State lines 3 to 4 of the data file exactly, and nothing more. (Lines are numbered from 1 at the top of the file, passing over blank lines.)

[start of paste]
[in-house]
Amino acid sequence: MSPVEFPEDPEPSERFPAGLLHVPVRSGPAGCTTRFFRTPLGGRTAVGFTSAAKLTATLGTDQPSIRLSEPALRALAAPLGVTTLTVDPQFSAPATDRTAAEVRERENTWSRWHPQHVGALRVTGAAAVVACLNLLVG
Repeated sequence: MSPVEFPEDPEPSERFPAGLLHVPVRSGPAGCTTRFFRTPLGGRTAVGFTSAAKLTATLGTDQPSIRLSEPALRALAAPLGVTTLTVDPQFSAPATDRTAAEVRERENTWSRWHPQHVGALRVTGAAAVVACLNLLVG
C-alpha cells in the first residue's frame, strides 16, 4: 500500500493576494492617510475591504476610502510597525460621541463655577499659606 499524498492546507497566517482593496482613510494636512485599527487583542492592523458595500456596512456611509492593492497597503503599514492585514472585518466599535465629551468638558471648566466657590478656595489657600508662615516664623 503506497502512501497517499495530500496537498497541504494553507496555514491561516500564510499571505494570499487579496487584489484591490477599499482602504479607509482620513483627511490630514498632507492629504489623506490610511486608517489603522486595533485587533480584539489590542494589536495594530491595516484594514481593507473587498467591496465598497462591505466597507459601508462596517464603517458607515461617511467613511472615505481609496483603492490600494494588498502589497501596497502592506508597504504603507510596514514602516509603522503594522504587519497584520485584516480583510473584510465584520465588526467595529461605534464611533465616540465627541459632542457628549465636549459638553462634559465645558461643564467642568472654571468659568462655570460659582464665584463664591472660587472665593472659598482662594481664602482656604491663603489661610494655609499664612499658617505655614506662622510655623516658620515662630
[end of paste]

Repeated sequence: MSPVEFPEDPEPSERFPAGLLHVPVRSGPAGCTTRFFRTPLGGRTAVGFTSAAKLTATLGTDQPSIRLSEPALRALAAPLGVTTLTVDPQFSAPATDRTAAEVRERENTWSRWHPQHVGALRVTGAAAVVACLNLLVG
C-alpha cells in the first residue's frame, strides 16, 4: 500500500493576494492617510475591504476610502510597525460621541463655577499659606 499524498492546507497566517482593496482613510494636512485599527487583542492592523458595500456596512456611509492593492497597503503599514492585514472585518466599535465629551468638558471648566466657590478656595489657600508662615516664623 503506497502512501497517499495530500496537498497541504494553507496555514491561516500564510499571505494570499487579496487584489484591490477599499482602504479607509482620513483627511490630514498632507492629504489623506490610511486608517489603522486595533485587533480584539489590542494589536495594530491595516484594514481593507473587498467591496465598497462591505466597507459601508462596517464603517458607515461617511467613511472615505481609496483603492490600494494588498502589497501596497502592506508597504504603507510596514514602516509603522503594522504587519497584520485584516480583510473584510465584520465588526467595529461605534464611533465616540465627541459632542457628549465636549459638553462634559465645558461643564467642568472654571468659568462655570460659582464665584463664591472660587472665593472659598482662594481664602482656604491663603489661610494655609499664612499658617505655614506662622510655623516658620515662630